After I realized he really could take care of himself (even when I thought he was helpless). I untangled myself from his life…who knew that was even possible? He was no longer my first thought when I woke up and the last thought before I went to bed. I joined the walking, talking, living world! I found my husband again who had been waiting there for me. I prayed that I didn’t damage our marriage beyond repair and still pray for that everyday. I joined my other children lives again…we vacationed together and just spent time as a family. Whether J was sober or not was not going to determine how my day was or anyone else for that matter. I was in charge of myself now and J no longer had the power to destroy my life.
I have from time to time gone back and re-read pivotal posts that signaled baby steps of growth. They are stretched out for almost 7 years between lots of hopelessness and despair. I think I might repost some of them at some point just for those parents beginning this journey. Here is my first epiphany of sorts when I realized I truly was powerless:
Looking back, I am not sure it would have mattered what anyone would have said. In my mind…that was their child and mine was special and the outcome was going to be different because I was going to make it different. <sigh>
I know I have been very wishy washy about Suboxone being J’s answer. However, I am coming around to my faithful reader Jeff’s way of thinking. J has been clean for 3 months. I think it is working because he wants it to work. He seems highly motivated not to use and I think the Suboxone just aids in that resolve. We have had a few issues with trying a new substance but even that has been short lived when confronted. Xanax is not his friend. He has a doctor who will prescribe it and I want to hurt him….I mean literally I could punch him.
J has always been able to drink and not abuse it. I know red flags and bright lights are screaming from all my readers but J can drink at anytime…he has access to beer and wine everyday. I have only seen him have a beer or two at a restaurant every once in awhile. I have not seen him drunk since he was a teenager. J seems to be very singular in his addiction and I feel very lucky about that but maybe I am just kidding myself. My gut tells me alcohol is never going to be a DOC for him. I think Xanax is very appealing to J because he can sleep so soundly. Xanax I worry about. I have noticed that as a commonality between all of our addicts…this inability to sleep easily or soundly.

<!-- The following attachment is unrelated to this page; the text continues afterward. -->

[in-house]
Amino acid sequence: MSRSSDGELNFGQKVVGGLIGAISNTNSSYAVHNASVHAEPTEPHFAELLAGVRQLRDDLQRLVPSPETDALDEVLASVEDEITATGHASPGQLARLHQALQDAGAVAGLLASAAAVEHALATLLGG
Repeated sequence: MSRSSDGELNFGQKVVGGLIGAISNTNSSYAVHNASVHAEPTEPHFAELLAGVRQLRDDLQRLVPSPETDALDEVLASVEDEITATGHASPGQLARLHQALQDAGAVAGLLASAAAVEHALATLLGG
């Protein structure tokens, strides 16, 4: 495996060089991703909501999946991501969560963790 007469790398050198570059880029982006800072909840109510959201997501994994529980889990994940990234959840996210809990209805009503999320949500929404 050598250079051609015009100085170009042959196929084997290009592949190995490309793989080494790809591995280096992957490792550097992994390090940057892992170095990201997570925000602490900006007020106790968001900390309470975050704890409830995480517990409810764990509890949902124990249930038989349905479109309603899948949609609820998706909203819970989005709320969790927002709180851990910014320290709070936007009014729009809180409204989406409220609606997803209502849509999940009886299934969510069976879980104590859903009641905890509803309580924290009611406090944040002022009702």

Jeff left a link in comments to a great article http://projects.huffingtonpost.com/dying-to-be-free-heroin-treatment . It is very long but totally worth reading. It certainly mirrors my thoughts on 12 Step Programs and other things. Suboxone can and has been a miracle for some. In the past it was not at ALL effective for J. He used Subs as currency to trade for opiates or to sell for money to buy more opiates. Suboxone is a HIGHLY sought after drug. What’s different right now is that J wants it to work. It’s that simple. So right now I pray every night that he continues to want sobriety. I no longer look at Suboxone as a temporary solution until he can find real sobriety. For J this is REAL sobriety. He is my son…the bright, handsome, intelligent young man I love. Now, if he can find a job or dare I say it: a career. Oh how dangerous this feels. Hope breathes again…hope is scary. Hope is wonderful!
PS…Please remind me of this lovely feeling if this all falls apart….again.
I want to add that there are a lot of bloggers out there going through some very difficult and challenging times. Please visit some of the blogs in my blog roll. Parents of addicts are not always able or willing to communicate what’s going on. I have total respect for that, but I know it would mean a lot if we supported with some kind words and hope for their addict.
A very wise mom once told me…well she didn’t actually tell me, she shared it on her Blog. I really felt like she was speaking to me and it was a foreshadow of what was to come. It was very early on in my addict journey but I often went back to look at it and eventually just copied it for myself. I think it is “10 Truths” that I would tell any parent just starting this sad journey. She no longer blogs but I remember her fondly and wish she knew how profound I found those words and still do after eight years…
Top 10 Truths after 10 Years
1. Heroin is mean and tenacious. Be prepared for the long haul.
2. Every junky tries at least once to clean up by switching addictions, usually (alcoholic) drinking.
3. Addicts/ alcoholics do not want to quit using; they want to quit suffering consequences for using.
4. Ten years of IV drug use leave irreparable neurological, physical, and emotional damage.
5. Long term methadone or suboxone maintenance is the best option for some.
6. Just when you’re ready to give up on them, Hope whispers, “Try one more time.”
7. Meet your addict where they are, not where you wish they were.
8. When in doubt, pray.
9. Err on the side of compassion, but don’t leave your car keys out.
10. Recovery is a spiritual transformation. Not using drugs does not equal recovery.
I don’t want to be J’s mom. It just hurts to much.